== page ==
Sunday, November 3, 2013
Robin Trower - State To State Live Across America 1974-1980 - A Great Look Back In Time
I have a soft spot in my heart for all things Robin Trower - he and his crack band were the first act I ever witnessed on a large stage back in the mid '70s, and this compilation of live songs taken from five previously unreleased shows takes me right back to that moment in a great way. While Chrysalis Records isn't the sort of company that puts a whole lot into their reissues, they are saved in this instance by good source material that requires little improvement.
The late James Dewar is out front on vocals and bass, and his performances are excellent across the set as his soulful pipes are honey thick and warm as a fire on a winter night. The Scotsman never got his due while he was alive, but his voice is on par with the best blues rock belters of the era, and his bass playing is imaginative, precise, and in the pocket, allowing Trower to weave his Stratocaster magic above and around it all.
The big change across the discs is that of the drummer, with Bill Lordan replacing Reg Isidore after the first set recorded in Philadephia. Isidore was a much smoother and sophisticated stickman with a much lighter touch, and Lordan is a more solid, in the pocket kind of pounder. Both are excellent and it will fall upon the listener to choose their preference, but it does serve to provide a great example of lineup changes and how they effect a band.
Then there's Robin Trower - a tremendously underrated guitarist for most of his career, mostly given to the fact that he was a player and not an overt rock star. There were no great controversies, makeup, or high heeled sneakers for the man, and while there was a shortage of drama for journalists of the day to write about, his playing and writing were never found wanting - passion and fire informs his musicianship, and there is little repetition in his writing, soloing, or riffing, which is an amazing feat for any six stringer in a power trio. His use of effects is heavy, but appropriate - he never goes too far and his proclivity for thick swirling tones most generally fits the songs like a glove. If anything, the lugubrious nature of some of the band's more sad and soulful material may have been a bit much for American audiences, but I can think of no band that did it better.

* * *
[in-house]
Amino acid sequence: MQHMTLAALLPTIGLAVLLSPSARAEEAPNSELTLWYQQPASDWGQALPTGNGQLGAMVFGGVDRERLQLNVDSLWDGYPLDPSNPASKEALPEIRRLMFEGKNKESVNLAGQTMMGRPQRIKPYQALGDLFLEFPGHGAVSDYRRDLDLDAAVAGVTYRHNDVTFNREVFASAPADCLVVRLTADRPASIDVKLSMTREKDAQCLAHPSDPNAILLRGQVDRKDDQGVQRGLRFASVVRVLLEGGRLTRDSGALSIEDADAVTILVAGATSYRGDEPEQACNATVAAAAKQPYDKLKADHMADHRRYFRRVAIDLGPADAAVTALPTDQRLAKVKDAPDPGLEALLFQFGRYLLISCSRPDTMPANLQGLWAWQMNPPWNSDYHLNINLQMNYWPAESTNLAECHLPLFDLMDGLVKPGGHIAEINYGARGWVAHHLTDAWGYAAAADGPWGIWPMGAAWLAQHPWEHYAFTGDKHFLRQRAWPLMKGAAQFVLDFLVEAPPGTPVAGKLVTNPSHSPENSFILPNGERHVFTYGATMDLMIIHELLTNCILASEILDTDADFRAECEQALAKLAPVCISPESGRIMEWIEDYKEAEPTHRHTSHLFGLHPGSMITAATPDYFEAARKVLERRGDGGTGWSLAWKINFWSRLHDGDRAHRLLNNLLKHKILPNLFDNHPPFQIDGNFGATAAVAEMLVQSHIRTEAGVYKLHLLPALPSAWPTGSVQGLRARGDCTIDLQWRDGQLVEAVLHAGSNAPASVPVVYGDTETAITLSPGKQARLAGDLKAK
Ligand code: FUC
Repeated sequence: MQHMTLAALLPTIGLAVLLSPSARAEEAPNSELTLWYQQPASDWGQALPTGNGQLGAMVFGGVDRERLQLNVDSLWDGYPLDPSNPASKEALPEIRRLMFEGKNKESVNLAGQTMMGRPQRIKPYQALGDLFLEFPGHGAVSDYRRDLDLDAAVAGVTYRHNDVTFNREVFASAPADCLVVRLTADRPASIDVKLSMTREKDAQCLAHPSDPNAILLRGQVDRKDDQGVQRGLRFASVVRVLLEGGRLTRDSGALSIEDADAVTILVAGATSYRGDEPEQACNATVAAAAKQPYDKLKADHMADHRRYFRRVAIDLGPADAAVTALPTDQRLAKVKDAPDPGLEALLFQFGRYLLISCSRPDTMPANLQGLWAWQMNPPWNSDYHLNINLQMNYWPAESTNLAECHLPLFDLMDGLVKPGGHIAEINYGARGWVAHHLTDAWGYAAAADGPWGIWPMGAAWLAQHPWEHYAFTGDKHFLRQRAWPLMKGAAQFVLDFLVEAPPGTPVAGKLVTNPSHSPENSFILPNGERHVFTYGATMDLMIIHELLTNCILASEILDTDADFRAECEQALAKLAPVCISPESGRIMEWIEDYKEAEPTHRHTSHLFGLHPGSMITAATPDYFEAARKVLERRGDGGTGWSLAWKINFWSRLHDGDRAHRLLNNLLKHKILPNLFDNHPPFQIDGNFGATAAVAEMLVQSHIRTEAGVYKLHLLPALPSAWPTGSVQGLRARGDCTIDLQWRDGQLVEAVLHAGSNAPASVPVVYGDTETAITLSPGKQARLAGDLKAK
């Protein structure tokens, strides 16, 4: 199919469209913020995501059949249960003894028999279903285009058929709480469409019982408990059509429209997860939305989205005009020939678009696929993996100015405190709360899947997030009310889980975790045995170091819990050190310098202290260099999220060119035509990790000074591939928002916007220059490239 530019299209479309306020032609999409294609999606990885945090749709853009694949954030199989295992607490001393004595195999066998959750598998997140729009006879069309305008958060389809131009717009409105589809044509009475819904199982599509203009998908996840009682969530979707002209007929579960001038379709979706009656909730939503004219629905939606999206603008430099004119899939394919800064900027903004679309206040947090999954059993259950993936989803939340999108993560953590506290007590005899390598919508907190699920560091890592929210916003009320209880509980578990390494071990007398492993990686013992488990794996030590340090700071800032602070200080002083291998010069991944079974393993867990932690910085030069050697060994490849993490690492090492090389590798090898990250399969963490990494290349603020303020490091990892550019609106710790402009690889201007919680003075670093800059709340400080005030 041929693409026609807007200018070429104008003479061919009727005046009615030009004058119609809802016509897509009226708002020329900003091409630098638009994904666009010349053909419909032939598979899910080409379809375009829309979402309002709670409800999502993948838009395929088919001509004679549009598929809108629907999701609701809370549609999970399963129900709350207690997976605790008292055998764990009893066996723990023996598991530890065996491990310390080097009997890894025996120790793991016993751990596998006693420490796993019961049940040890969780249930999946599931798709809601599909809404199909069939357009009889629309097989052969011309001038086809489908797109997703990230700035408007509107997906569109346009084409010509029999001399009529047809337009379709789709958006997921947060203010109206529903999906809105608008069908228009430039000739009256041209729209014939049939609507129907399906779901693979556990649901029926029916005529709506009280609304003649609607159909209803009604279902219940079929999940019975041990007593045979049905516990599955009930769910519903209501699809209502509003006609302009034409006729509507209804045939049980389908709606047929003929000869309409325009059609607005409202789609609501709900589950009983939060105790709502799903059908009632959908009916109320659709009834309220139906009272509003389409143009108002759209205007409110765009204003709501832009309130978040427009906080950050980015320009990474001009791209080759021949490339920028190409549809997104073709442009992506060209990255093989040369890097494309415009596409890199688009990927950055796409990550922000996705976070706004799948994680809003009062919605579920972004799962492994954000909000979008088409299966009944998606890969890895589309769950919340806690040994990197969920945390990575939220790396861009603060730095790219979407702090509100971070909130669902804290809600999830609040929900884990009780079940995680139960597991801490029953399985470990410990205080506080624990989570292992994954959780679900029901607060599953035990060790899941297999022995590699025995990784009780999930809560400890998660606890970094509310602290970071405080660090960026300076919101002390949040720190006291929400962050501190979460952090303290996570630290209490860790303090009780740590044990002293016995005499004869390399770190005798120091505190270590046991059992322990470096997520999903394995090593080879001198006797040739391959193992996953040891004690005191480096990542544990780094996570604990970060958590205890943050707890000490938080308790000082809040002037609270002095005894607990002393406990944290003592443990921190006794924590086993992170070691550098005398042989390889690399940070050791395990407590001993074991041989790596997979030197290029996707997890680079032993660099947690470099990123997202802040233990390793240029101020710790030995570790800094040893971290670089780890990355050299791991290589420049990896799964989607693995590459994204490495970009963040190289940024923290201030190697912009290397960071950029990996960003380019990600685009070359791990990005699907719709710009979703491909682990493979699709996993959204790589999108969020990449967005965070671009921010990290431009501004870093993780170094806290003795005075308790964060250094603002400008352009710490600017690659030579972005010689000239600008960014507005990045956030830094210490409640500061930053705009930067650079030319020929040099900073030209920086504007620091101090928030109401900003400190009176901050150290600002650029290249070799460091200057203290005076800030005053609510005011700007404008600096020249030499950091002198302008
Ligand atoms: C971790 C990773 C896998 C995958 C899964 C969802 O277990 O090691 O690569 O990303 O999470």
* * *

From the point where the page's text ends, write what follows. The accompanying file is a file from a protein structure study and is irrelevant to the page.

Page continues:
I love that when Trower unfolds the gorgeous intro to Daydream on both the Philadephia set and the Illinois version, you can hear the snare on the drummer's kits rattling in sympathetic vibration - these sets are raw and unvarnished, and I think that may be the best treatment and testament to this band. You want to hear them as nakedly as possible, and their stark nature is in fact, their beauty.
Funny enough, there are two songs that feature Rustee Allen on bass - the ex-Sly Stone bassist was an excellent musician, but in this context, it didn't really work and there's an audible disconnect when Dewar is not supported by his own bass. What is an amazingly well oiled machine on every other track sounds oddly disjointed, and more like a casual jam than a set by one of histories best trios. It may have been an honorable attempt, but it didn't play out, and while it's only two cuts, I wonder why they weren't scrapped. Chrysalis should have subbed in two other cuts, or just left these off. Interesting for historical purposes at best.
Still, this collection is a treat for any fan of Robin Trower, and a great look back in time. It serves as an excellent reminder that there is gold to be mined from the band's entire catalog, and not just the first few records. Whether you're a Trower completist, or just a curious seeker, this is an excellent set, and money well spent.